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Defense Secretary Lloyd Austin meets with Philippine President Rodrigo Duterte in Manila late Thursday, July 29, 2021.
Defense Secretary Lloyd Austin meets with Philippine President Rodrigo Duterte in Manila late Thursday, July 29, 2021. (Chad McNeeley/Defense Department)

Philippine President Rodrigo Duterte has withdrawn a longstanding threat to cancel a defense agreement that allows U.S. military forces to train in his country.

The decision on the Visiting Forces Agreement, or VFA, was announced by Philippine Defense Secretary Delfin Lorenzana at a joint press conference Friday with his U.S. counterpart, Lloyd Austin, in Manila.

“The president decided to retract or rescind the VFA termination,” Lorenzana told reporters during the conference, which was streamed online. “We are back on track.”

The agreement, which governs bilateral training such as the annual Balikatan exercise, U.S. Navy port calls at Subic Bay and U.S. Air Force operations out of Clark Air Base, has been under a cloud since January 2020, when Duterte threatened to scrap it.

Its reprieve is the latest swing for an alliance that has been on shaky ground since the strongman took office in 2016.

Duterte began his presidency by insulting U.S. leaders and stating his intention to move closer to China and Russia.

That hasn’t gotten much traction with China, which has continued to occupy and enlarge artificial islands in the South China Sea that belongs to the Philippines, according to a 2016 international court ruling.

Philippine diplomats in March protested after 220 Chinese fishing vessels were spotted by the Philippine coast guard near Julian Felipe Reef in the Spratly Islands.

Also called Whitsun, the boomerang-shaped reef lies about 175 nautical miles west of the Philippine province of Palawan, and inside the Philippines’ exclusive economic zone.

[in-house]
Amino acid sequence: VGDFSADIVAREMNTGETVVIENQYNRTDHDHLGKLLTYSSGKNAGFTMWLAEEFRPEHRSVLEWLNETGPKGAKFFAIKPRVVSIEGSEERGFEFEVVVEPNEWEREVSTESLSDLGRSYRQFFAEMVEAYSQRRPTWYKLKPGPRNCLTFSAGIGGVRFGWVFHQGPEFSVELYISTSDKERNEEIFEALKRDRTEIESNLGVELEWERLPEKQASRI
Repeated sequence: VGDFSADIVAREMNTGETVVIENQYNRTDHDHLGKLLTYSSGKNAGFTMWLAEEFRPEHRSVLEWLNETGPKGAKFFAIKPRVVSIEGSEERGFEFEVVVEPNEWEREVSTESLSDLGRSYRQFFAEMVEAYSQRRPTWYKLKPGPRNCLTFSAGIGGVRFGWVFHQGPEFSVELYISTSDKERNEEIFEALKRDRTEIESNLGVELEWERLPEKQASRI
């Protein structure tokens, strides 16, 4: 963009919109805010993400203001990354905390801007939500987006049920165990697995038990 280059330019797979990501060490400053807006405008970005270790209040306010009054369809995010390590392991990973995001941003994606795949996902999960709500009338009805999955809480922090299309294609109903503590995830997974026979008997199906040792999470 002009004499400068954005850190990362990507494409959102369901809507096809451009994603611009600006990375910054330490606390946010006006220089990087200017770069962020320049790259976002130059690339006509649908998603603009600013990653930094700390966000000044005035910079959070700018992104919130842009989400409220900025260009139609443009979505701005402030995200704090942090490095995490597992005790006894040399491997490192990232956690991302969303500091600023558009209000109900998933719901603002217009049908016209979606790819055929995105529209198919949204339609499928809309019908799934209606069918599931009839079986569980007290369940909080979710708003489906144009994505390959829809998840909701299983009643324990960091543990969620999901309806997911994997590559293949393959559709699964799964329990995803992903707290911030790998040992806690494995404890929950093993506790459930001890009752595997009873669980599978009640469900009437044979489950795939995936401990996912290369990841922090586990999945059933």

Lorenzana that month told the vessels to sail away and for the Chinese to “leave our sovereign territories and abide by international law.”

At the press conference Friday, Austin thanked Duterte for the decision on visiting forces and offered condolences following two recent military plane crashes in the Philippines.

“Our countries face a range of challenges, from the climate crises to the pandemic and, as we do, a strong, resilient US-Philippine alliance will remain vital to the security, stability and prosperity of the Indo-Pacific,” Austin said. “A fully restored VFA will help us achieve that goal together.”

The U.S. and the Philippines canceled Balikatan last year but held a scaled-down version of it this year due to concerns about the coronavirus.

On July 16 and 17, the United States delivered 3,240,850 doses of the one-shot Johnson & Johnson vaccine to the Philippines as part of its worldwide effort to help end the coronavirus, according to a July 19 statement from the U.S. Embassy in Manila.

Pacific Partnership 21, the annual U.S-led multinational humanitarian assistance and disaster-relief preparedness mission in the Indo-Pacific, kicked off Wednesday with an exchange of medical experts at Manila Naval Hospital, the Indo-Pacific Command said the next day.

The Military Sealift Command expeditionary fast transport ship USNS City of Bismarck arrived there July 14 and exercise participants conducted a 14-day quarantine as protection against importing the coronavirus, the command said.

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